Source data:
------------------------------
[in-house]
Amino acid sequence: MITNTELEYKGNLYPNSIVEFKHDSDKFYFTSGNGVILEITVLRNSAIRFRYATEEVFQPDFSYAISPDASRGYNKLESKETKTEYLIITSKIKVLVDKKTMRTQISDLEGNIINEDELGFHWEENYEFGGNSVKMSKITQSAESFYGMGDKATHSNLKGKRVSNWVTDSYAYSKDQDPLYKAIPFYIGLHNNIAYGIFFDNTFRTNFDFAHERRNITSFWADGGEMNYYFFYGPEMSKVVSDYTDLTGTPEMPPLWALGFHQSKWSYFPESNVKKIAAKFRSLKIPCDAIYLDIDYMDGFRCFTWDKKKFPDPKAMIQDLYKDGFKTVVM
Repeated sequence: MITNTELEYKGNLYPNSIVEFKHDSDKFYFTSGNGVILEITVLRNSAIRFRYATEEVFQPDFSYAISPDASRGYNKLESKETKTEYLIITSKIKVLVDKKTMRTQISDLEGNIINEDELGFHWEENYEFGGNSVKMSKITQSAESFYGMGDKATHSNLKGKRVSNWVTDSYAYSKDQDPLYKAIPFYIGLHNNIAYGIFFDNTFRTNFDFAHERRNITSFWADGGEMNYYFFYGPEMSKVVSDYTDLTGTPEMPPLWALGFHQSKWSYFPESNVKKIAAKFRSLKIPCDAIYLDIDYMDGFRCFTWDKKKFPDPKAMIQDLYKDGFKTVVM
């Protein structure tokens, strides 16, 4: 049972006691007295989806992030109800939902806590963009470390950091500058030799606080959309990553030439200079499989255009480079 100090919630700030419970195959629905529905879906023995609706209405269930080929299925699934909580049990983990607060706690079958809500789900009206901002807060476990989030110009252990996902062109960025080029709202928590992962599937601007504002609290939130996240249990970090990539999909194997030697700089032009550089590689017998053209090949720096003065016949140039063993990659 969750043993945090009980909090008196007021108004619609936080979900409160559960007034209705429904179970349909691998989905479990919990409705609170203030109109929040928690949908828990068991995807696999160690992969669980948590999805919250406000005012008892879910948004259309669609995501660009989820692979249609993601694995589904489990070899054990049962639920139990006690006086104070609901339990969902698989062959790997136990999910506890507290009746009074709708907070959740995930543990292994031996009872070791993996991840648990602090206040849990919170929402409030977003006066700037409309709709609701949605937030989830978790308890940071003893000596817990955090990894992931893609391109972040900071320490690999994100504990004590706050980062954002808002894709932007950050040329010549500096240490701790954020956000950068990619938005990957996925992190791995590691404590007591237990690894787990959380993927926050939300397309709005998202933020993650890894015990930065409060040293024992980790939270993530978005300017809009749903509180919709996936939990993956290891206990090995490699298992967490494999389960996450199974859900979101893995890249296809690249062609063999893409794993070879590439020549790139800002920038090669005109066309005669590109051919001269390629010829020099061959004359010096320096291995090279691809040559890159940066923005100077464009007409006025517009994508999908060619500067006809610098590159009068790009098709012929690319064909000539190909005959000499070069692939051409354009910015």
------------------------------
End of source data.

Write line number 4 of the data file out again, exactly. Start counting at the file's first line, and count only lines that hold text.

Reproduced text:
């Protein structure tokens, strides 16, 4: 049972006691007295989806992030109800939902806590963009470390950091500058030799606080959309990553030439200079499989255009480079 100090919630700030419970195959629905529905879906023995609706209405269930080929299925699934909580049990983990607060706690079958809500789900009206901002807060476990989030110009252990996902062109960025080029709202928590992962599937601007504002609290939130996240249990970090990539999909194997030697700089032009550089590689017998053209090949720096003065016949140039063993990659 969750043993945090009980909090008196007021108004619609936080979900409160559960007034209705429904179970349909691998989905479990919990409705609170203030109109929040928690949908828990068991995807696999160690992969669980948590999805919250406000005012008892879910948004259309669609995501660009989820692979249609993601694995589904489990070899054990049962639920139990006690006086104070609901339990969902698989062959790997136990999910506890507290009746009074709708907070959740995930543990292994031996009872070791993996991840648990602090206040849990919170929402409030977003006066700037409309709709609701949605937030989830978790308890940071003893000596817990955090990894992931893609391109972040900071320490690999994100504990004590706050980062954002808002894709932007950050040329010549500096240490701790954020956000950068990619938005990957996925992190791995590691404590007591237990690894787990959380993927926050939300397309709005998202933020993650890894015990930065409060040293024992980790939270993530978005300017809009749903509180919709996936939990993956290891206990090995490699298992967490494999389960996450199974859900979101893995890249296809690249062609063999893409794993070879590439020549790139800002920038090669005109066309005669590109051919001269390629010829020099061959004359010096320096291995090279691809040559890159940066923005100077464009007409006025517009994508999908060619500067006809610098590159009068790009098709012929690319064909000539190909005959000499070069692939051409354009910015």